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Medical negligence specialists aim for the top with new brand

York firm hopes Axiclaim will double enquiries

3 January 2013

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Pryers Solicitors, based in York, is aiming to become the biggest stand-alone medical negligence firm in the country with the launch later this month of its new ‘Axiclaim’ website and brand.

Senior partner Ian Pryer said the two-partner practice had 26 solicitors and other fee-earners working on medical negligence cases.

“We have as many clients around the country as we do in Yorkshire,” he said. “The northern market is important to us, but it’s the national market we’re aiming at. We want to be the biggest stand-alone medical negligence practice in the country.

“We’ve done national work for the last ten years, but we’ve not had a brand which sits comfortably alongside us.”

Pryer said he hoped the new brand would help the firm increase its fee-earners from 26 to 50, and double the number of medical negligence inquiries it received from 350 to 700 a month.

The practice also plans to open a second office in Newcastle by the end of this year.

“A lot of claims management companies which dominate the referral market harvest and farm their work through the internet. We recognise that we need to compete with that.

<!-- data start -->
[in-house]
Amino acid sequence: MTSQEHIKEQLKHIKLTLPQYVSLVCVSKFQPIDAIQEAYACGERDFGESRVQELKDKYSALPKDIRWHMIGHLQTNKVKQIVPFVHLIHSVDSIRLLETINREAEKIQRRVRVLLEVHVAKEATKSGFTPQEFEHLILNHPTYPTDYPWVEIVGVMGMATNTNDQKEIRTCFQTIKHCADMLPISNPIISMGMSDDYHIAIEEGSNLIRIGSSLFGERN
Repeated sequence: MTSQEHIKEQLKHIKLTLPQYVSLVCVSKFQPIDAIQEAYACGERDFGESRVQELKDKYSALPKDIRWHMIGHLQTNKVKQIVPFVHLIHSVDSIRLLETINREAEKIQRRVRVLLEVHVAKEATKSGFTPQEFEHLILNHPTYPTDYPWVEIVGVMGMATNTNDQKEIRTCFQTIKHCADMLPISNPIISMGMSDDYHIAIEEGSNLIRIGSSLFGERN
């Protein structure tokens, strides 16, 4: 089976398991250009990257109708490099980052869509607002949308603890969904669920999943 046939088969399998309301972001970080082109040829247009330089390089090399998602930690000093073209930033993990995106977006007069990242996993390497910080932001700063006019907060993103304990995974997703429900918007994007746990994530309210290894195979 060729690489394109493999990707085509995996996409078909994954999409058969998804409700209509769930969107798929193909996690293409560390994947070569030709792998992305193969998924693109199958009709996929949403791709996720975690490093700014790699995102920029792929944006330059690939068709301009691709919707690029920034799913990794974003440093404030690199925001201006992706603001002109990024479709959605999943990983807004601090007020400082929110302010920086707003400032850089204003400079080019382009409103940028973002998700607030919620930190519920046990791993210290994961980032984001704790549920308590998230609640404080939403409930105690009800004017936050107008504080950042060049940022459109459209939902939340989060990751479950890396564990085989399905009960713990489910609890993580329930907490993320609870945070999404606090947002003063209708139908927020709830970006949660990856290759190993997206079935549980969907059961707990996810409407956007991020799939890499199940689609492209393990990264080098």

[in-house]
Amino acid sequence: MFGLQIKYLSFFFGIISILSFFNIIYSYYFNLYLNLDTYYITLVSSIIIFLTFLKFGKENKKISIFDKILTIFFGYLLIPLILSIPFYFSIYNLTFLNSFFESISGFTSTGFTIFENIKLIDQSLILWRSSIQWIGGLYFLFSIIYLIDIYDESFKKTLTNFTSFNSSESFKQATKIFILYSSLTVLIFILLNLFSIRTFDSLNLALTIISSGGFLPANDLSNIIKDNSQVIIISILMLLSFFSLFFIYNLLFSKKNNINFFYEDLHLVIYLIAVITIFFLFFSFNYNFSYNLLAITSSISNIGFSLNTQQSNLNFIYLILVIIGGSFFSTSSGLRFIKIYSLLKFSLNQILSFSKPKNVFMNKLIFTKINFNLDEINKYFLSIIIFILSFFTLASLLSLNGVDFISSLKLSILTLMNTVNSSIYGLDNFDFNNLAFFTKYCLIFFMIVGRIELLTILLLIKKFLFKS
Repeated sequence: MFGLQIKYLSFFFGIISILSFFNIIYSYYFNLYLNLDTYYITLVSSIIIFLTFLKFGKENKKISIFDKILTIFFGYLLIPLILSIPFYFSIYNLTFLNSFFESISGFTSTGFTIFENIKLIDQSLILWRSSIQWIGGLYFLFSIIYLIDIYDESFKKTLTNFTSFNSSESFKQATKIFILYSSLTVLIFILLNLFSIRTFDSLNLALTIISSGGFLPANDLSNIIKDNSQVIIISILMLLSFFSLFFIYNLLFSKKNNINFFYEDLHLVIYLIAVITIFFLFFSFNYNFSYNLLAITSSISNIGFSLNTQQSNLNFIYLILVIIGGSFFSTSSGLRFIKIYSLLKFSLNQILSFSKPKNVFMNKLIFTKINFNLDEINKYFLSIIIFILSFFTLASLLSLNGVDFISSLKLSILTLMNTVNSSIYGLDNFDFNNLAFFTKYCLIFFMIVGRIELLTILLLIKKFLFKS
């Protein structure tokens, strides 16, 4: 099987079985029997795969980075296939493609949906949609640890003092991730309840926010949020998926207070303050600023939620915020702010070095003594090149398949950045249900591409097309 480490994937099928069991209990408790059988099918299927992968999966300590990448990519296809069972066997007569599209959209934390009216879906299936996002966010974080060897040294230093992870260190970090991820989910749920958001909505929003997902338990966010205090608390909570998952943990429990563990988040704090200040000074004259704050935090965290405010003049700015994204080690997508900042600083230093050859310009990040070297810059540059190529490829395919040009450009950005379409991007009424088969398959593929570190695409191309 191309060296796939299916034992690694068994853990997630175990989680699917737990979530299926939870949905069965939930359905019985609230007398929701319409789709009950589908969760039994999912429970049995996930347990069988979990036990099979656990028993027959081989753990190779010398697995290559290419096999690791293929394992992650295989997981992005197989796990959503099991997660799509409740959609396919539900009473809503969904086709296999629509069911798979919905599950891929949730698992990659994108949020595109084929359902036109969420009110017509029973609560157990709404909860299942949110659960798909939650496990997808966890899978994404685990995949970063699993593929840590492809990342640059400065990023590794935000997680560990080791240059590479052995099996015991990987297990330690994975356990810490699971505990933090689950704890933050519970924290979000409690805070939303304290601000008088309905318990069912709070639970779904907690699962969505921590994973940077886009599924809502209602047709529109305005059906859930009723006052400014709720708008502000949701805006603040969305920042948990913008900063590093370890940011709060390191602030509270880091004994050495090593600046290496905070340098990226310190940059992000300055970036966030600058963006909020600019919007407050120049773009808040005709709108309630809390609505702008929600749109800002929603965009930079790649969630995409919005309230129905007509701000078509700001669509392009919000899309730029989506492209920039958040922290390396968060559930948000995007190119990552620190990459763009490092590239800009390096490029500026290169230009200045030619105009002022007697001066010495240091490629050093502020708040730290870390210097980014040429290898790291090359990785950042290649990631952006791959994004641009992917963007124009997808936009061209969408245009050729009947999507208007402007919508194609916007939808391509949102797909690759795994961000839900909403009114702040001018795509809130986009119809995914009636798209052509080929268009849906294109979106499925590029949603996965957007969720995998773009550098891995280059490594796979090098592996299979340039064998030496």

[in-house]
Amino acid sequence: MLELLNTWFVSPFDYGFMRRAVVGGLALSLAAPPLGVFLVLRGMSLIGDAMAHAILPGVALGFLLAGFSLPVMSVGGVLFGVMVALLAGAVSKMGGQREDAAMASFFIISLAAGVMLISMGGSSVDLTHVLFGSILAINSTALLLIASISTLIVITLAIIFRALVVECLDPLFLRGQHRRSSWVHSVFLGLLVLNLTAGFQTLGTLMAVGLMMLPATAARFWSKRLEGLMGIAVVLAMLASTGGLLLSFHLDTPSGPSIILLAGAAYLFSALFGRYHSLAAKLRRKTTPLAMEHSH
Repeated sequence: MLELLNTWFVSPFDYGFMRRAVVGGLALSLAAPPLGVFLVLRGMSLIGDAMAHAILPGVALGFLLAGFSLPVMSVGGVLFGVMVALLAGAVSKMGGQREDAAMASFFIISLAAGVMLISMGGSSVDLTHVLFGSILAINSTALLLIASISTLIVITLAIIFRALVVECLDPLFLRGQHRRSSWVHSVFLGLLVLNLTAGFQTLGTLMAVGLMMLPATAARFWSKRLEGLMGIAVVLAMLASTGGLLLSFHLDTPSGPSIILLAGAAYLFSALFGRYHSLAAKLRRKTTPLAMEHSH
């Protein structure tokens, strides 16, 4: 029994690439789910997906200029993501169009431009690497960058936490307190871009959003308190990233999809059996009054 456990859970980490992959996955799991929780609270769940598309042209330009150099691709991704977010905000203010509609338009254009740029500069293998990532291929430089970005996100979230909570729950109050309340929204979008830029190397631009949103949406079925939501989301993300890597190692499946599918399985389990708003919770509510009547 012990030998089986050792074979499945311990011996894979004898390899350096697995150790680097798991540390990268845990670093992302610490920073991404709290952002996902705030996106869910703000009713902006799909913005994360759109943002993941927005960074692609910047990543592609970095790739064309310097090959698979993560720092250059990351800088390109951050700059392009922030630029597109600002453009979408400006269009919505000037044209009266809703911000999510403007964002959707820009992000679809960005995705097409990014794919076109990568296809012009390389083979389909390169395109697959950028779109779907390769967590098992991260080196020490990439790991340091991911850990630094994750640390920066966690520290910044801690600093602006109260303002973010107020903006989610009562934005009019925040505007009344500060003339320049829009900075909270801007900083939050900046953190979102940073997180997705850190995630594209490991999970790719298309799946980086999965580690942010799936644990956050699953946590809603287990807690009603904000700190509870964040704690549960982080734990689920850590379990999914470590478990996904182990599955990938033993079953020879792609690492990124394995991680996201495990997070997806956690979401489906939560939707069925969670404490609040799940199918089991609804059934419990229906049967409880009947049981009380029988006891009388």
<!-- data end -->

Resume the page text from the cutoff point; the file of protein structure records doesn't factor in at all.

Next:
“Consumers are more comfortable contacting non-solicitors, than going straight to solicitors.”

‘Axiclaim’, developed in association with Furlong PR, will have its own reception area, which features prominently on the new website.

The website had its ‘soft launch’ last month and is to be formally launched, with marketing and advertising, by the end of this month.

Pryer said medical journalists had been recruited to write news stories for the site, under the heading ‘In the Loop’, to help the site become “a resource where people can access information about medical problems”.

Pryer said that the firm would continue to work with a couple of claims management companies as long as they complied with the ban on referral fees, although the rules were not due to be finally drafted until March, a month before the ban comes into force.

He added that the firm had ten staff working on general personal injury cases, but had seen “the writing on the wall” and had moved more and more towards medical negligence and product liability cases, such as the ASR hip implant litigation.

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Clinical negligence